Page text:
right2722245Iatrogenic Sperm Damage

00Iatrogenic Sperm Damage

4381502722245Patient Characteristics

0Patient Characteristics

right1893570SDF and Reproductive Outcome

SDF and Reproductive Outcome

342900798195Techniques for Sperm Selection

0Techniques for Sperm Selection

3752850798195Values for SDF Obtained on Neat or Selected Samples

0Values for SDF Obtained on Neat or Selected Samples

Source: Fernandez et al. 2015

Methods and Materials

Patients consented to their participation in the study particularly the use of their semen. Samples of male ejaculate were obtained from 200 males aged between 20 and 45. The participants had abnormal to normal sperm counts. The samples were tested for CT using a urethral smear test -u A commercial kit that uses direct immunofluorescence manufactured by Trinity Biotech was used. 64 samples returned positive whereas 136 returned negative. A random sampling method was used to select 50 positive samples and 25 negative samples that would be the control group for the study. Some of the participants who tested positive volunteered information on how long they had been infected with the disease and this was noted down. The participants were required to abstain from sexual activity 48 hours before the commencement of the study. On the day of semen collection, the men masturbated into vials that were appropriately numbered numerically (black ink for positive cases and blue ink for negative cases). Semen analysis was carried out using the standard procedure prescribed by the World Health Organization (WHO). Equal parts from each vial were analyzed for DNA fragmentation and the result was recorded appropriately on the sticker. Seminal plasma was also examined for antibodies using an enzyme-linked immunosorbent assay (ELISA) test.

The first step in the SCSA test was diluting an aliquot of semen from each sample to about 10 million. The diluting agent used was a pH 1.2 buffer of phosphate and salt (PBS). This treatment was allowed to hold for about 35 seconds (It is expected that fragments of DNA with 2 strands break (denature) while those with whole double strands remain unchanged.) The sperm cells were then stained with an acridine orange dye which produces contrasting stains in fragmented and intact DNA (red and green respectively). Flow cytometry analysis was then carried out for the stained samples in which blue light excitation of each sample was carried out and the sample observed for color changes (green to red). The flow cytometry allowed the measurement of the extent of sperm chromatin damage by quantifying the extent of metachromatic shifts from green to red in the cytogram intensity patterns. Denatured DNA was observed as the DNA fluorescent Intensity (DFI) or the ratio of denatured DNA to the total DNA present in a sample. The SCSA Diagnostics software was used to analyze the flow cytometry data and a DFI histogram modeled to present the percentage of denatured DNA strands per sample. The differences between samples from participants who tested positive for CT and those who tested negative for CT were averaged and statistically tested for reliability and validity. Also, the extent of DNA damage as revealed by the SCSA was compared across positive samples to observe whether long-term sufferers had a higher prevalence of fragmented DNA. SCSA has been used successfully to identify sperm with fragmented DNA from those sperm with whole DNA. The test reveals fragmented DNA as a plot with dots. The more the dots the higher the prevalence of SDF.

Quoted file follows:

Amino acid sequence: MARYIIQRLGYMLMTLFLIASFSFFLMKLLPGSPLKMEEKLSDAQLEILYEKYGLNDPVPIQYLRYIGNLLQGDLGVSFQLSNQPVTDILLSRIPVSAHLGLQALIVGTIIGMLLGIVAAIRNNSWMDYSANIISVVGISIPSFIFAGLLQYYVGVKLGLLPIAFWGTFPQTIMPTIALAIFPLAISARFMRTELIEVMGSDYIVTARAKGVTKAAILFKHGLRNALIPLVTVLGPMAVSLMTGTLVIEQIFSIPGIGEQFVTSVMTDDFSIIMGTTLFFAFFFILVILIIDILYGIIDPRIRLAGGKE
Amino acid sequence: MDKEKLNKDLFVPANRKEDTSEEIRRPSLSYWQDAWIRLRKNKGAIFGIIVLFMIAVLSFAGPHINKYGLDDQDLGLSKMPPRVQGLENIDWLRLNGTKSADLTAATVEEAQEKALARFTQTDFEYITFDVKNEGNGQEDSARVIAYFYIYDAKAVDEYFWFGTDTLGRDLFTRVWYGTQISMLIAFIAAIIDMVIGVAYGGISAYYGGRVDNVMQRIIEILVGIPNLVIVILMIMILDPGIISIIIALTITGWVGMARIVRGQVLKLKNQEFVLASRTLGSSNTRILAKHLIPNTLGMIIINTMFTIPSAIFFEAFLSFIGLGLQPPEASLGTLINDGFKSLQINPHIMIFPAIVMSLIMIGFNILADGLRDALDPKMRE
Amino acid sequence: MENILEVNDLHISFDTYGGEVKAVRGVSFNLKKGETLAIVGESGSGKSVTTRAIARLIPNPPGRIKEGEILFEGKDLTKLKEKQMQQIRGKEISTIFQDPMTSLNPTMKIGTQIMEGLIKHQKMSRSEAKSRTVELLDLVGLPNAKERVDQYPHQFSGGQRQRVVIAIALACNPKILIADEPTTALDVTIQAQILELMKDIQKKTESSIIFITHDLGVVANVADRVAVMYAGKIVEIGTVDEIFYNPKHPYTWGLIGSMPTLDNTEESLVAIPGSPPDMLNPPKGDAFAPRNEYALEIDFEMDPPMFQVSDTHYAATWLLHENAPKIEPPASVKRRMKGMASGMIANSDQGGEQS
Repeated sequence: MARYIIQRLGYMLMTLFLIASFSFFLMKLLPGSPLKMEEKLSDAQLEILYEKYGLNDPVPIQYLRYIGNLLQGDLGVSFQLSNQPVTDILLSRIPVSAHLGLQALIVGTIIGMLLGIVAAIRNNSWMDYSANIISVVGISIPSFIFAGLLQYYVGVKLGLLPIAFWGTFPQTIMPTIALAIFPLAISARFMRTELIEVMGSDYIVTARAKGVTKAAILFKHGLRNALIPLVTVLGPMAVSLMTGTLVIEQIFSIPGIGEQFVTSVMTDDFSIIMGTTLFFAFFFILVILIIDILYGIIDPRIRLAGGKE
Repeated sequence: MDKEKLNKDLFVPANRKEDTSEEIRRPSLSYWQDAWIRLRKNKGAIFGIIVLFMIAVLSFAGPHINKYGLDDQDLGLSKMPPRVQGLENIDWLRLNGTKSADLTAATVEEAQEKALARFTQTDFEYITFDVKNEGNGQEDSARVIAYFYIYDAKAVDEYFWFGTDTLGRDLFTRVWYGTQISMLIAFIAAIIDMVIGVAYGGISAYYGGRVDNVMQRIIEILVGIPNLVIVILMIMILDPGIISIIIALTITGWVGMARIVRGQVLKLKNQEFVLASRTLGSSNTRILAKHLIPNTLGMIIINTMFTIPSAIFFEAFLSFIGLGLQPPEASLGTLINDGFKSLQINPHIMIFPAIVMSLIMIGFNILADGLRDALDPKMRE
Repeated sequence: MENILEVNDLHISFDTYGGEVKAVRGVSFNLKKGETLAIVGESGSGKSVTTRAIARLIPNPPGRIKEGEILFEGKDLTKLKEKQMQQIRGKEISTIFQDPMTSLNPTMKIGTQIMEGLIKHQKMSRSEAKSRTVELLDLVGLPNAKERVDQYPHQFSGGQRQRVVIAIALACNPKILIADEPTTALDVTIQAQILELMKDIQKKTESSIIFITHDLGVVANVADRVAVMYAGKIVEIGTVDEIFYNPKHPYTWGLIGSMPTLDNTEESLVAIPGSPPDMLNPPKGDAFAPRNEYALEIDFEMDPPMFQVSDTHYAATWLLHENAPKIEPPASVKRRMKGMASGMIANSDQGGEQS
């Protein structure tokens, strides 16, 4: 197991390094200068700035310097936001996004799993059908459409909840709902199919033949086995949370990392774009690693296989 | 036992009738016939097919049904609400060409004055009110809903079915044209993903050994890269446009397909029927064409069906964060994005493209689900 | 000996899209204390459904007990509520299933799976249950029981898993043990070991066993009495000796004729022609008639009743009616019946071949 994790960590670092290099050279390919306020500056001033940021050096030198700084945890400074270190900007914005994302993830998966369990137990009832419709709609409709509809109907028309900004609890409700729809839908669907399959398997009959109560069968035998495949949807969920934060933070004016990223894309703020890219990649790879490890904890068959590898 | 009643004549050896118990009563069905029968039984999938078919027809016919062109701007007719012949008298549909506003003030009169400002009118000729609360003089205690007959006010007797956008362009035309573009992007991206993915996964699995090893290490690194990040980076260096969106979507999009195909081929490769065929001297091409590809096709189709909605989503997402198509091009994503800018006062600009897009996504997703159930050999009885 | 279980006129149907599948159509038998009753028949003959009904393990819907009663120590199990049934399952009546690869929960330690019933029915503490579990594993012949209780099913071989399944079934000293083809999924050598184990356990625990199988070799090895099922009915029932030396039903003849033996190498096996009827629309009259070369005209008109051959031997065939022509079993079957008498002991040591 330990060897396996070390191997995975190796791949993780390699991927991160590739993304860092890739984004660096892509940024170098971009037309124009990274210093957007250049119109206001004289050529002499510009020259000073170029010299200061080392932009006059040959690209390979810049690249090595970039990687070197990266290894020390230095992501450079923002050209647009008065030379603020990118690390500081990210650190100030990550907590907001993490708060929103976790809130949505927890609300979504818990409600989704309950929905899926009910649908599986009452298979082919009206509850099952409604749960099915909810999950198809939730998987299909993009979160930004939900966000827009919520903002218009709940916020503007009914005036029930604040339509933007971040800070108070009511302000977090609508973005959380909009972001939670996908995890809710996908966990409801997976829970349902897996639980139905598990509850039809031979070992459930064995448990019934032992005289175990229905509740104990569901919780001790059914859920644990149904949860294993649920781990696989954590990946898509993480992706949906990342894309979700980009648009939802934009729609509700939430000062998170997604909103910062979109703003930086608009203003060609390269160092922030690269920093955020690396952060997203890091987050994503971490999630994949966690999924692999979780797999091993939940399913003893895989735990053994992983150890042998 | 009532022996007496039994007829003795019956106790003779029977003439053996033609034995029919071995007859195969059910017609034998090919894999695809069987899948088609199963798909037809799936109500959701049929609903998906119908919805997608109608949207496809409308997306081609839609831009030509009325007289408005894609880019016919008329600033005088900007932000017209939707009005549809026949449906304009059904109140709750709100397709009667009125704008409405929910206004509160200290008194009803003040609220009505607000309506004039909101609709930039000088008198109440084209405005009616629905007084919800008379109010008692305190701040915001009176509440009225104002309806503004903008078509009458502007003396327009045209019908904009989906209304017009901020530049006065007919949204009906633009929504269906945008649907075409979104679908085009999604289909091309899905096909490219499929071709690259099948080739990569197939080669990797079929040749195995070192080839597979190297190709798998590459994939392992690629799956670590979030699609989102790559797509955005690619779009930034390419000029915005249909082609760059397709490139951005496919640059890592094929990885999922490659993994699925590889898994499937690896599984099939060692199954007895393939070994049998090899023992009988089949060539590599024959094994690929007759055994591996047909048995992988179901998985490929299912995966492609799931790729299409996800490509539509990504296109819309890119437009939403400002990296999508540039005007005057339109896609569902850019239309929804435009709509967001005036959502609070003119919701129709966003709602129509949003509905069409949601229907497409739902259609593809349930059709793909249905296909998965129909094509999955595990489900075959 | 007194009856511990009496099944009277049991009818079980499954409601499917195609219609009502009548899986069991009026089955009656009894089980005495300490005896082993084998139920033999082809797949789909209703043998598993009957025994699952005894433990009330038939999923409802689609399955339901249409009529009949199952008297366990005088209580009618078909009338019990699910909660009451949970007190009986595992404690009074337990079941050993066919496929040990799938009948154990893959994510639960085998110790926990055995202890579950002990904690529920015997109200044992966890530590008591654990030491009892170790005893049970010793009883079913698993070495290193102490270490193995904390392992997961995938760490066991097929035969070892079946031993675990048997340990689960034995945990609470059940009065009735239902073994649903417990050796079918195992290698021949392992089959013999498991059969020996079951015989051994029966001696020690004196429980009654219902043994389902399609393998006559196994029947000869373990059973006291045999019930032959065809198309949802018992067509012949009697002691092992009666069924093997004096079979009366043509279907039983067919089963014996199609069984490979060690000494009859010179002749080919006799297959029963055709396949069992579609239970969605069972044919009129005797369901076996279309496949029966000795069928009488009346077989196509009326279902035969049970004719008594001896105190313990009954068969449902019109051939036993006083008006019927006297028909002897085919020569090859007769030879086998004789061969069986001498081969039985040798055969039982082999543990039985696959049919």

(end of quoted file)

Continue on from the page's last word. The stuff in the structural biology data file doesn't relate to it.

The target specific test conducted on the samples from the participants indicate the presence of IgG antibody in the 50 samples initially marked for infection. The test was conducted before the study could commence to countercheck the accuracy of infectuion. On the same note, both IgG and IgA antibodies were tested for better interpretation of the results. After conducting the SCSA test for each sample the results for the control group ranged from 3-24 percent which suggest good fertility. Most of the samples from the control group (92%) or 23 showed a DNA Fragmentation Index (DFI) of less than 15 percent which indicated excellent fertility. Only two recorded a score of more than 15 percent but less than 25 which shows a fair potential to achieve a term pregnancy naturally. The DFI scores of the study population was categorized on the basis of how long a patient has know of the infection.

Although the time of infection might have varied only two patients were above the 50 percent DFI score. The DNA fragmentation in the study group was about 5 times higher than in the control group. In relative terms, DNA integrity is compromised in the sperm cell of individuals infected with CT. In comparative terms, the patients showed a negative correlation between sperm composition and sperm DNA fragmentation as compared to the control group.